Today’s Reading: Luke 15
Today’s reading contains one of the most incredible stories ever told. We call it the story of the prodigal son. Let’s read it together:
[Jesus] said, “A man had two sons. The younger of them said to his father, ‘Father, give me the share of the estate that falls to me.’ So he divided his wealth between them. And not many days later, the younger son gathered everything together and went on a journey into a distant country, and there he squandered his estate with loose living. Now when he had spent everything, a severe famine occurred in that country, and he began to be impoverished. So he went and hired himself out to one of the citizens of that country, and he sent him into his fields to feed swine. And he would have gladly filled his stomach with the pods that the swine were eating, and no one was giving anything to him. But when he came to his senses, he said, ‘How many of my father’s hired men have more than enough bread, but I am dying here with hunger! I will get up and go to my father, and will say to him, “Father, I have sinned against heaven, and in your sight; I am no longer worthy to be called your son; make me as one of your hired men.”’ So he got up and came to his father. But while he was still a long way off, his father saw him and felt compassion for him, and ran and embraced him and kissed him. And the son said to him, ‘Father, I have sinned against heaven and in your sight; I am no longer worthy to be called your son.’ But the father said to his slaves, ‘Quickly bring out the best robe and put it on him, and put a ring on his hand and sandals on his feet; and bring the fattened calf, kill it, and let us eat and celebrate; for this son of mine was dead and has come to life again; he was lost and has been found.’ And they began to celebrate. (Luke 15:11-24)
When it comes to the word father, some people cringe. Today that name can evoke all kinds of images—from absentee, abusive, uncaring, to never saying “I love you” or “I’m proud of you.” Jesus enters an environment in which He is about to redefine the image of father, just as it needs help today.
In Middle Eastern culture, to ask for the inheritance while the father is still alive is to wish him dead. A traditional Middle Eastern father can only respond one way. He is expected to refuse and then drive the boy out of the house with verbal and physical blows.
But something strange happens . . .
The father’s granting the request makes clear that the character of the father in the parable is not modeled after a traditional Middle Eastern patriarch. Though in the previous two parables that Jesus tells—the shepherd in his search for the sheep and the woman in her search for the coin—the people do not do anything out of the ordinary beyond what anyone in their place would do. But the actions of the father in the third story are unique, marvelous, divine actions that have not been done by any earthly father in the past. On three different occasions the father in this parable clearly violates the traditional expectations of a Middle Eastern father. This is the first of them. An awareness of the redefinition of the word father takes place.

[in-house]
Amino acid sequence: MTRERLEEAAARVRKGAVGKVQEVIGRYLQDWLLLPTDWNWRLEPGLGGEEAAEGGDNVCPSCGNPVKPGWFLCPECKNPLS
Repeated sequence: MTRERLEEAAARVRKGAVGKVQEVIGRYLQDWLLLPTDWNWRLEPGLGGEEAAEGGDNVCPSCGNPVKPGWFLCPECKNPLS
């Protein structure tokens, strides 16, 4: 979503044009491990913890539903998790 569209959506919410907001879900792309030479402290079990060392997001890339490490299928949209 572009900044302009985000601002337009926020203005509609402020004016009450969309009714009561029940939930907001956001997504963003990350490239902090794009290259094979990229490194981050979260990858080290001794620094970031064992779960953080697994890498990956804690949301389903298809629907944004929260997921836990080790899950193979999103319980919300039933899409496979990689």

You are about to see that the father is more prodigal than the son. I’ll explain shortly.
In the parable the reader learns that the son “gathered all he had,” which the New English Bible rightly translates, he “turned the whole of his share into cash.”
This is demonstrated by the fact that the prodigal completes all transactions in “not many days.” He just wants the money for the inheritance.
The son got all that he wanted (gathered everything).
He got to spend it on whatever he wanted (loose living).
He got to go where he wanted (distant country).
And do it with whomever he wanted.
And when it was all done, he ended up with nothing.
You knew this when it came to pod eating. Can’t get lower than this.
That’s when something happens to this boy. He comes to himself:
When he came to his senses, he said, “How many of my father’s hired men have more than enough bread, but I am dying here with hunger!” (Luke 15:17)
Now enters the dad—the prodigal father. Did you catch what I called him? The focus is so much on the prodigal son when it should be on the prodigal father.
What does prodigal mean? We think prodigal means sinful and that bad living is associated with it. But prodigal is a neutral word. You can attach it to any noun, and the noun determines if it’s positive or negative.
It means to lavish, to go all out, extreme generosity. In the story the father is just as prodigal. This is the challenge for us who have prodigals. We must be just as prodigal as them. We have to be prodigal with grace, forgiveness, and love and lavish it on them.
Then the father does something unusual—he runs. He is getting prodigal big time.
Eastern gentlemen do not run in public. People of prominence did not and do not run in public.
Why does the father run? To protect him against others. He does not want him meeting the city first; he wants his son to meet open arms first.
Why does he run? To protect him from the comments of others. He is sending a signal to the community—a signal of forgiveness.
And then it gets crazier. He starts giving the son really significant things. The first is to order the servants to dress the prodigal. He doesn’t tell his son to go and get cleaned up. Rather he instructs the servants to dress him with the best robe and sandals. “Quickly bring out best robe and put it on him” (verse 22). This can only mean, I don’t want anyone else to see him in these rags!
The son never stops being a son while covered in mud. That’s an important message for you to remember. God loves you as you are—not as you should be. God loves you without caution, regret, boundary, limit, or breaking point. When the prodigal son comes back home, he doesn’t just get a ring, a robe, and shoes. The greatest thing he gets back is his father.